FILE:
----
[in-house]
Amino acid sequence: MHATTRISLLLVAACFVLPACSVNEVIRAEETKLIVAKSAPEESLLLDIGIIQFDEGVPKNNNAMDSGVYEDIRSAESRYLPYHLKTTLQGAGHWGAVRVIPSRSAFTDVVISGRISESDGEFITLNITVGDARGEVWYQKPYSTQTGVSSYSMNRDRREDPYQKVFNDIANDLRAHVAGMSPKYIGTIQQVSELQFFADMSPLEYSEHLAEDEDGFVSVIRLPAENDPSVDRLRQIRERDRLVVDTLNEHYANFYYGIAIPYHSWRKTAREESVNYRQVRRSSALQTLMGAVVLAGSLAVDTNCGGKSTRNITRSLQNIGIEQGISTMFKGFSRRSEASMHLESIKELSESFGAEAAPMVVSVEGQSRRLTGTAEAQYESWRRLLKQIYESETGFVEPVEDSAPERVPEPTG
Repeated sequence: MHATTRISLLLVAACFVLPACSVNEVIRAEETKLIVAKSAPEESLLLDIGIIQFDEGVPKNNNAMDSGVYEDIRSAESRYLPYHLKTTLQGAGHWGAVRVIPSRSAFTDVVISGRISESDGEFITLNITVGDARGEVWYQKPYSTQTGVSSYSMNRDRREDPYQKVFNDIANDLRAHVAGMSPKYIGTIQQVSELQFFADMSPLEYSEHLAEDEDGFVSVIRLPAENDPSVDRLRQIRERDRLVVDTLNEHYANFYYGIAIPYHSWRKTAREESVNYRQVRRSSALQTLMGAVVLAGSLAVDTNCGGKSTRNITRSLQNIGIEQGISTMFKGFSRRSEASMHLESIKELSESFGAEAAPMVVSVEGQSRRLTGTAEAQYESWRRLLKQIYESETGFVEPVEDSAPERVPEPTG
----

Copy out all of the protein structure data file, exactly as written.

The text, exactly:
[in-house]
Amino acid sequence: MHATTRISLLLVAACFVLPACSVNEVIRAEETKLIVAKSAPEESLLLDIGIIQFDEGVPKNNNAMDSGVYEDIRSAESRYLPYHLKTTLQGAGHWGAVRVIPSRSAFTDVVISGRISESDGEFITLNITVGDARGEVWYQKPYSTQTGVSSYSMNRDRREDPYQKVFNDIANDLRAHVAGMSPKYIGTIQQVSELQFFADMSPLEYSEHLAEDEDGFVSVIRLPAENDPSVDRLRQIRERDRLVVDTLNEHYANFYYGIAIPYHSWRKTAREESVNYRQVRRSSALQTLMGAVVLAGSLAVDTNCGGKSTRNITRSLQNIGIEQGISTMFKGFSRRSEASMHLESIKELSESFGAEAAPMVVSVEGQSRRLTGTAEAQYESWRRLLKQIYESETGFVEPVEDSAPERVPEPTG
Repeated sequence: MHATTRISLLLVAACFVLPACSVNEVIRAEETKLIVAKSAPEESLLLDIGIIQFDEGVPKNNNAMDSGVYEDIRSAESRYLPYHLKTTLQGAGHWGAVRVIPSRSAFTDVVISGRISESDGEFITLNITVGDARGEVWYQKPYSTQTGVSSYSMNRDRREDPYQKVFNDIANDLRAHVAGMSPKYIGTIQQVSELQFFADMSPLEYSEHLAEDEDGFVSVIRLPAENDPSVDRLRQIRERDRLVVDTLNEHYANFYYGIAIPYHSWRKTAREESVNYRQVRRSSALQTLMGAVVLAGSLAVDTNCGGKSTRNITRSLQNIGIEQGISTMFKGFSRRSEASMHLESIKELSESFGAEAAPMVVSVEGQSRRLTGTAEAQYESWRRLLKQIYESETGFVEPVEDSAPERVPEPTG